Susie does have some more understanding and because she’s had death in the family that she’s grieved for. We were looking at getting her a funeral plan. So she had some inheritance from her mum, and we wanted to make sure she had a funeral plan ready and she at first found that really difficult because she thought we meant she were going to die, like now and that’s why we needed a funeral plan. So her brother was involved with it…I mean he said if Susie didn’t have the money, he’d pay for her funeral anyway. That it isn’t something he wouldn’t do but he just wanted to plan for the future. So we sat down, and we said to her so all we want to look at is we want to look at what kind of flowers you’d want, what kind of songs and have that kind of plan. And I think we did manage to explain it well enough for her that she understood that we didn’t say she was dying right now, but we just wanted to discuss what sort of things she wanted to happen in the future when that time comes. So I think it went well enough and she does have a funeral plan in place now and she said she wanted pink roses and things like that so.

Well she could change her mind a few times between now and whenever that may be as well. But yes, I suppose with her it’s difficult because of her mental health and the fact she does worry about things you have to be very careful about how you talk about it so that you don’t make her think oh that’s it, I’m dying, they’re planning my funeral for next week. We were like no we’re just planning it for the future. I mean we try and get funeral plans for all clients just to make it easier if they’ve got the money. Most of them have got the money to get a funeral plan so we speak to families about that and then it’s another thing families don’t have to worry about when it does get to that time.

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For Susie’s brother the focus was on Susie making plans for her estate (money and personal items) after her death, to ensure that Susie’s wishes are formally documented. He also focused on Susie making plans for her funeral to ensure her choices are reflected and that the funeral is planned and paid for.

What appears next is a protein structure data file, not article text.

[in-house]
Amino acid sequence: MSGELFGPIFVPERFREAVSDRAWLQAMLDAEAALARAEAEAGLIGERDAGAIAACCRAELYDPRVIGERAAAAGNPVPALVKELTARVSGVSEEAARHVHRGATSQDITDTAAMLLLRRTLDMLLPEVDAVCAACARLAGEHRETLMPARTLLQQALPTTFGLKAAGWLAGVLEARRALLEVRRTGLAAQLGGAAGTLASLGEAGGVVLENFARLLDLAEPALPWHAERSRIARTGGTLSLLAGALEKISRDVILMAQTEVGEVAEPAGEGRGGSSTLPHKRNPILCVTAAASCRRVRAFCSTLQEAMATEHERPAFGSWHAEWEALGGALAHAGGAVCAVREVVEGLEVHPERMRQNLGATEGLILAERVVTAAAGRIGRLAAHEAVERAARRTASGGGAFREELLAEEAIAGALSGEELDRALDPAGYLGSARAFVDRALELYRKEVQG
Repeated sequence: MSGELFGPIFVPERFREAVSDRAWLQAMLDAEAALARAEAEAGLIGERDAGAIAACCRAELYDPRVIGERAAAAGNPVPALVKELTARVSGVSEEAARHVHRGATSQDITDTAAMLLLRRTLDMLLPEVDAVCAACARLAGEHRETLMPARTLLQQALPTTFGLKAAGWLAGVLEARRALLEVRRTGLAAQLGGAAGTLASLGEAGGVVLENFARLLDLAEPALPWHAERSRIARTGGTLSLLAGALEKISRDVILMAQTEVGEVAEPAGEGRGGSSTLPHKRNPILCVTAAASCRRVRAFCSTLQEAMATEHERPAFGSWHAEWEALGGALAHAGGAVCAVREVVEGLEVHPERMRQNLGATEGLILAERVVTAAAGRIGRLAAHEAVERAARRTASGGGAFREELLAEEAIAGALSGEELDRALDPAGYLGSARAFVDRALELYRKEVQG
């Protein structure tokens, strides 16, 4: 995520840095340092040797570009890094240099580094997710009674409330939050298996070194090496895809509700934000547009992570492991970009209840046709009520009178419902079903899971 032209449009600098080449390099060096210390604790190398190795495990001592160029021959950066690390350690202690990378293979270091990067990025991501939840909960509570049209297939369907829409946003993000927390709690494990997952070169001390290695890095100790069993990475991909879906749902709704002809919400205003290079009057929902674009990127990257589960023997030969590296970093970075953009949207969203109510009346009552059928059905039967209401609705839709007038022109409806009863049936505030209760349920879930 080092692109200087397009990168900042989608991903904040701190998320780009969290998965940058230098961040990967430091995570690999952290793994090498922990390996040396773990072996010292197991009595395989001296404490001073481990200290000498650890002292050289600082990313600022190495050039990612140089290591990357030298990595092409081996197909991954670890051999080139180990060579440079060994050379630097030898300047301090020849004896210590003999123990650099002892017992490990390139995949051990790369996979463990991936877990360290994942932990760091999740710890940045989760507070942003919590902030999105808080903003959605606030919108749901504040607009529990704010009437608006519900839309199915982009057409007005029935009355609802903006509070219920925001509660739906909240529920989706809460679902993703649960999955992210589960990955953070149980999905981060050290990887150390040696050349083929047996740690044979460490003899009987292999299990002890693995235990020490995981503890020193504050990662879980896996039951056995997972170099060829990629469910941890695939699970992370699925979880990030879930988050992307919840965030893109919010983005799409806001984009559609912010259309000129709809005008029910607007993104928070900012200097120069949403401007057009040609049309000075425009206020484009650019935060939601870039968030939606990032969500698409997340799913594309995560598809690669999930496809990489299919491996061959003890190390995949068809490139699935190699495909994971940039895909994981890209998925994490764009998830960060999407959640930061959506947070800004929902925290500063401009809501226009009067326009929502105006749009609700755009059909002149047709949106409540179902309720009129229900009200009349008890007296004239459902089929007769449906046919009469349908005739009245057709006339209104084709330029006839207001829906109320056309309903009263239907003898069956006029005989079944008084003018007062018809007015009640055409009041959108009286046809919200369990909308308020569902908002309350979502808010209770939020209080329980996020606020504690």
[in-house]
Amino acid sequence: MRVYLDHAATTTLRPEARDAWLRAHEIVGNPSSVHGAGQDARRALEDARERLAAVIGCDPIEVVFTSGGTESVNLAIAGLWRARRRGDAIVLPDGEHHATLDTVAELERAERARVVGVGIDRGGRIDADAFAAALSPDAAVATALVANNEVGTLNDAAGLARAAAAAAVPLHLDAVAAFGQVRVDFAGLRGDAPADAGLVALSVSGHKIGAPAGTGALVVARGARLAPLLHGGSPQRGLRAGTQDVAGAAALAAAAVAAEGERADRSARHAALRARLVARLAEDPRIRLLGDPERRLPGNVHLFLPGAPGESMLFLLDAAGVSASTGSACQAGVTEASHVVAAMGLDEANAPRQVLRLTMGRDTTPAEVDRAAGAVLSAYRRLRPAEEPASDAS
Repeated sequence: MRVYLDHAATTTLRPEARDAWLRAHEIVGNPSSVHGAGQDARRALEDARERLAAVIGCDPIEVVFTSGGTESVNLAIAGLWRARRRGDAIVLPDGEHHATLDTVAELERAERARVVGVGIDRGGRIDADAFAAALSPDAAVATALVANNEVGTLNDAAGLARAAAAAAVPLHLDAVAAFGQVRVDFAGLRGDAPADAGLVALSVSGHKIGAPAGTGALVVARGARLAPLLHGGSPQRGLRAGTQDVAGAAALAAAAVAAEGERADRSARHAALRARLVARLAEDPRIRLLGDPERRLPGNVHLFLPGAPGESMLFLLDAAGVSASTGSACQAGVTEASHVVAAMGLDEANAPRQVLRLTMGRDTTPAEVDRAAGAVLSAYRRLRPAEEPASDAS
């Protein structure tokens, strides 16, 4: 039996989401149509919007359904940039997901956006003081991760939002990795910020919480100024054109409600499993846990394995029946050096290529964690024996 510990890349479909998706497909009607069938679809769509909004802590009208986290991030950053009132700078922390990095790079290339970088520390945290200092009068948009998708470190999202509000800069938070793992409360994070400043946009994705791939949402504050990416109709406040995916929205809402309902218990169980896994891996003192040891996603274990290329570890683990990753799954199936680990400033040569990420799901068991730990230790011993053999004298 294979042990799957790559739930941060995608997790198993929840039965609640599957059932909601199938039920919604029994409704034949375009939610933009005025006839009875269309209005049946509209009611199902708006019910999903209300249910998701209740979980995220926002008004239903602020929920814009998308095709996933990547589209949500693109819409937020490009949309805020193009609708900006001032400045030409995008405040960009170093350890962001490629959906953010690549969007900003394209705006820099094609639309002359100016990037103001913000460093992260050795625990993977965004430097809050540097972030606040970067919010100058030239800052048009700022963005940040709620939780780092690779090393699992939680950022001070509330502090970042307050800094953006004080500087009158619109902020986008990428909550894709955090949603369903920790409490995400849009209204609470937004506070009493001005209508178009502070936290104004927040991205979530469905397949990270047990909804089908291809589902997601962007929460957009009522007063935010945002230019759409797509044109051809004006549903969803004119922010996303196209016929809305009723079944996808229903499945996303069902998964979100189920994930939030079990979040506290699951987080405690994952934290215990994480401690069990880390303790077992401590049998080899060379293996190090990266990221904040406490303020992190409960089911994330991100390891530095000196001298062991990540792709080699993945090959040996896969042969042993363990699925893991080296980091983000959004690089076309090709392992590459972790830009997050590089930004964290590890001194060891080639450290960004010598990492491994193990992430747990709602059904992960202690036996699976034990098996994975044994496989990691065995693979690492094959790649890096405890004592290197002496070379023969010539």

The focus of the clinical nurse lead was also on the funeral plans, with recognition of the support Susie needed when making the plans and the anticipated emotional support Susie may require having made her plans. The clinical nurse lead identifies that Susie is experienced the death of a family member, and this experience has provided Susie with an increased understanding of death.

Susie’s brother and the clinical lead nurse were both focused on funeral plans but didn’t make explicit mention of how Susie might be involved in decisions related to her care at the end of life (e.g., treatment options, where she would like to be, whom she would like to support her). This has emerged as a key finding in the ongoing Victoria and Stuart NIHR project [Tip: hold Ctrl and click a link to open it in a new tab. (Hide tip)] (led by Professor Irene Tuffrey-Wijne, Professor of Intellectual Disability and Palliative Care, Kingston University, on End-of-Life Care (EOLC) planning). Inclusive planning appears to be overwhelmingly focused on post-death/funeral arrangements/legacy. There are far fewer examples of people with learning disabilities being supported to participate in discussions about palliative care and dying. This deficit needs to be addressed.

When supporting people with learning disabilities it is important to remember that they ‘… have the right to be involved in discussions and make informed decisions about their care …’ (NICE, 2018 p. 8).

In the final video in this session, you will hear from our panel members as they discuss death, dying and planning for end-of-life.

Download this video clip.Video player: gopa_2_session5_video3.mp4
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As you heard from the panel thinking about and talking about death and dying is difficult, for some it is a taboo subject. Ben identifies that health and care workers talk about supporting people with learning disabilities to have a ‘good life’ but there also need to talk about supporting people to have a ‘good death’. Excellent care and support involves having difficult conversations including talking about death, dying and end-of-life planning and involving the person in making decisions about their care and support.